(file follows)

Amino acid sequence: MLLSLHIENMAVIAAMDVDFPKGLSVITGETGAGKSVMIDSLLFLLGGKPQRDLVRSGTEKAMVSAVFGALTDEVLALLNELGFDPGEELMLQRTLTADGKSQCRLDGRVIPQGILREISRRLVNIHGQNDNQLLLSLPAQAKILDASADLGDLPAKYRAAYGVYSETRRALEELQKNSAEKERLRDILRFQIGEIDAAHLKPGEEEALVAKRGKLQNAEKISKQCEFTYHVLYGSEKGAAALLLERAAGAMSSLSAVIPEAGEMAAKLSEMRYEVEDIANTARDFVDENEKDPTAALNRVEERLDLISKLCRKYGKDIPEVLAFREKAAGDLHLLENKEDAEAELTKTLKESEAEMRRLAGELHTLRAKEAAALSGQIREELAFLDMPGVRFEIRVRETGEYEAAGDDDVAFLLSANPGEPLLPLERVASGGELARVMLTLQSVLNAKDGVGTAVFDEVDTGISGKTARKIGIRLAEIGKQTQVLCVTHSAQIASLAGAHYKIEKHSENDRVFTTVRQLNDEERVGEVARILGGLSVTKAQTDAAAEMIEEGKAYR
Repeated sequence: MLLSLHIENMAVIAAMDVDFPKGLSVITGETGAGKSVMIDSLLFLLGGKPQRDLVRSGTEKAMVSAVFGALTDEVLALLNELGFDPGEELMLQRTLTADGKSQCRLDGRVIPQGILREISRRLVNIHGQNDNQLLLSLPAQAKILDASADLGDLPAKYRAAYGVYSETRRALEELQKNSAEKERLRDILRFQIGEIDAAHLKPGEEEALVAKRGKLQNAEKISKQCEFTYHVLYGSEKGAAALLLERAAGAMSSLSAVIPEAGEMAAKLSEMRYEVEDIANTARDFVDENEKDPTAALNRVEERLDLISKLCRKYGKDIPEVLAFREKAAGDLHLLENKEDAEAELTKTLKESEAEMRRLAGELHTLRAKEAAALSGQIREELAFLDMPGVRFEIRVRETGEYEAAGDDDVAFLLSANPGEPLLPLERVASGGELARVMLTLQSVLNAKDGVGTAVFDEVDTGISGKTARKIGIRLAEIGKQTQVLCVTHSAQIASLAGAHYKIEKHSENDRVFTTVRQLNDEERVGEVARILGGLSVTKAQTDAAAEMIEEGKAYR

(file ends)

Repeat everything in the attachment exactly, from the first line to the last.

Amino acid sequence: MLLSLHIENMAVIAAMDVDFPKGLSVITGETGAGKSVMIDSLLFLLGGKPQRDLVRSGTEKAMVSAVFGALTDEVLALLNELGFDPGEELMLQRTLTADGKSQCRLDGRVIPQGILREISRRLVNIHGQNDNQLLLSLPAQAKILDASADLGDLPAKYRAAYGVYSETRRALEELQKNSAEKERLRDILRFQIGEIDAAHLKPGEEEALVAKRGKLQNAEKISKQCEFTYHVLYGSEKGAAALLLERAAGAMSSLSAVIPEAGEMAAKLSEMRYEVEDIANTARDFVDENEKDPTAALNRVEERLDLISKLCRKYGKDIPEVLAFREKAAGDLHLLENKEDAEAELTKTLKESEAEMRRLAGELHTLRAKEAAALSGQIREELAFLDMPGVRFEIRVRETGEYEAAGDDDVAFLLSANPGEPLLPLERVASGGELARVMLTLQSVLNAKDGVGTAVFDEVDTGISGKTARKIGIRLAEIGKQTQVLCVTHSAQIASLAGAHYKIEKHSENDRVFTTVRQLNDEERVGEVARILGGLSVTKAQTDAAAEMIEEGKAYR
Repeated sequence: MLLSLHIENMAVIAAMDVDFPKGLSVITGETGAGKSVMIDSLLFLLGGKPQRDLVRSGTEKAMVSAVFGALTDEVLALLNELGFDPGEELMLQRTLTADGKSQCRLDGRVIPQGILREISRRLVNIHGQNDNQLLLSLPAQAKILDASADLGDLPAKYRAAYGVYSETRRALEELQKNSAEKERLRDILRFQIGEIDAAHLKPGEEEALVAKRGKLQNAEKISKQCEFTYHVLYGSEKGAAALLLERAAGAMSSLSAVIPEAGEMAAKLSEMRYEVEDIANTARDFVDENEKDPTAALNRVEERLDLISKLCRKYGKDIPEVLAFREKAAGDLHLLENKEDAEAELTKTLKESEAEMRRLAGELHTLRAKEAAALSGQIREELAFLDMPGVRFEIRVRETGEYEAAGDDDVAFLLSANPGEPLLPLERVASGGELARVMLTLQSVLNAKDGVGTAVFDEVDTGISGKTARKIGIRLAEIGKQTQVLCVTHSAQIASLAGAHYKIEKHSENDRVFTTVRQLNDEERVGEVARILGGLSVTKAQTDAAAEMIEEGKAYR